Fun Money

Beware of Burnout

Once you've found your passion and turned your favorite hobby into a profitable business, you're home free, right? Not quite. As many a hobbyist-turned-entrepreneur has experienced, burnout tends to set in. Think about it: Once you get your hobby-based business off the ground, you start to live and breathe that hobby 24/7. "You're no longer doing [the hobby] for your enjoyment," O'Berry explains. "You're doing it for your livelihood."

Before you make the leap, you should think long and hard about whether doing your hobby as a business will ultimately drain your enthusiasm for it. According to Jain, you'll have to ask yourself "If I never did this for fun ever again, how much would I miss it? Is it replaceable by something else?"

One way to avoid burnout is to continue learning new things about your hobby. Another is to spend your free time pursuing an entirely different hobby. That's what entrepreneur Steve Edmiston has done for years. In the early 1990s when he ran a law firm, game-making and writing screenplays were two of his favorite hobbies. When he chose to pursue game-making as a full-time business, screenwriting naturally took over as the fun outlet.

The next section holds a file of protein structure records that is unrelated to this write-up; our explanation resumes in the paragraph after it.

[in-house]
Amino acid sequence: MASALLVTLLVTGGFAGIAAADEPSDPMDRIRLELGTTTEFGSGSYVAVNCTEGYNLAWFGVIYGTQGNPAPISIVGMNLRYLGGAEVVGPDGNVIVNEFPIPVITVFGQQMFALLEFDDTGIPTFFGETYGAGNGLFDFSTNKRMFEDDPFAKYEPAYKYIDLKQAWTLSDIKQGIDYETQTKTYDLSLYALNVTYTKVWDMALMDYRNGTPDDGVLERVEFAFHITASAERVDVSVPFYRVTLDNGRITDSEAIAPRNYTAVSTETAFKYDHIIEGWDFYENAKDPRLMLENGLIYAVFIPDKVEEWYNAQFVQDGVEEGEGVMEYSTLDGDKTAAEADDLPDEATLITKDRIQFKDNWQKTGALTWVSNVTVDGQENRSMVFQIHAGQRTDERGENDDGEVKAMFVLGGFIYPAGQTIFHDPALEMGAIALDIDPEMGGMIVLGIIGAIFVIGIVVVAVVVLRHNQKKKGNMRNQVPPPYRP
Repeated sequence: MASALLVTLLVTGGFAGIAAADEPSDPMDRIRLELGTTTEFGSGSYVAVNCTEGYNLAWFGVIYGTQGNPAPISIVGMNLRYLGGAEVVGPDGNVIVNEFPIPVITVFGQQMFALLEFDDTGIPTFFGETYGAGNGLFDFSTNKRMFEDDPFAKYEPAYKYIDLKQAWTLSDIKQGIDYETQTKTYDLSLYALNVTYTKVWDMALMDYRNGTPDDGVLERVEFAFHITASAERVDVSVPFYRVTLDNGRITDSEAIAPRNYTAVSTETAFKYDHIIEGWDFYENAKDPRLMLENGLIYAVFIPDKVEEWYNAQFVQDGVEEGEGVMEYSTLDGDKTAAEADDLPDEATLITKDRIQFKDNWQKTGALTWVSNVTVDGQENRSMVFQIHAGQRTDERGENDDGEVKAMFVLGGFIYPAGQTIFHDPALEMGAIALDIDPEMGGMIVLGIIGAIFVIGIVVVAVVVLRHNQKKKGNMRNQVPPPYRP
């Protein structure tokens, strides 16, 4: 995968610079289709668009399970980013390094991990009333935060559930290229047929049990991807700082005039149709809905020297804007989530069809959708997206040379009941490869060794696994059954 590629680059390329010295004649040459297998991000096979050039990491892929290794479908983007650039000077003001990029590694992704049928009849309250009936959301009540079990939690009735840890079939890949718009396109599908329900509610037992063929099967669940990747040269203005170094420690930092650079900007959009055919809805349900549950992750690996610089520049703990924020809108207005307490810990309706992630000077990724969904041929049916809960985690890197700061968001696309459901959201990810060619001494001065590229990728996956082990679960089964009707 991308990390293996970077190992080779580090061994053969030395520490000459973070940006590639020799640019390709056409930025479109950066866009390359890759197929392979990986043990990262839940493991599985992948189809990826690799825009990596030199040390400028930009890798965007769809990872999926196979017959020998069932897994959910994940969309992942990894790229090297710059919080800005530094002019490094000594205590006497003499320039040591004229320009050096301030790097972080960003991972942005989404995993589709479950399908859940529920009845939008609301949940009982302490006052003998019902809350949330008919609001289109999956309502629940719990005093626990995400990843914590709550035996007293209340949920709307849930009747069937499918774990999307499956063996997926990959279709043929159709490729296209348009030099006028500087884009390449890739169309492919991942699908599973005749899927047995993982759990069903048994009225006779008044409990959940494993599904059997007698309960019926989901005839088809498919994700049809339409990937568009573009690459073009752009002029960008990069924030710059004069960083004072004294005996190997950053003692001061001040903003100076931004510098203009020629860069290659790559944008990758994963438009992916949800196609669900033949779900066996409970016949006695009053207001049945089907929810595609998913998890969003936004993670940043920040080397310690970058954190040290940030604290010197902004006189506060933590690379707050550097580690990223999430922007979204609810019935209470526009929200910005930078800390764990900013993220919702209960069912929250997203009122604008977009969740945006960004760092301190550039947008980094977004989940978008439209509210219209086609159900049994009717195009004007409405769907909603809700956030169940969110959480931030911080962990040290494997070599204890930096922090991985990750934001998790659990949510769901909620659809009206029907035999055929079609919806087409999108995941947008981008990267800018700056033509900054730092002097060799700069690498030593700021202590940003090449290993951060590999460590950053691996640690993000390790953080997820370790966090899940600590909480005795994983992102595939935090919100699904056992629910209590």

In 2000, Edmiston sold his interest in the law firm and launched a Seattle business that manufactured coffee table games. "I had that desire for game creation that had nothing to do with being a lawyer," explains Edmiston, co-founder of Front Porch Classics Inc.

It all came together after he met a few contacts at the local Young Entrepreneurs Organization, who also wanted to start a new business. Edmiston, 41, then decided to join forces with Mark Jacobsen and Mark Pattison, both 41. In 2002, their game, Old Century Baseball, earned the Toy of the Year honor from Disney's Family Fun Magazine.

Currently on Front Porch Classics Inc.'s agenda: marketing Dread Pirate, a treasure hunt game that Edmiston had originally created for his daughter's birthday a few years ago. With sales exceeding $1 million, the hobby has certainly proved to be more than just a game for this trio.

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This article was originally published in the April 2003 print edition of Entrepreneur with the headline: Fun Money.

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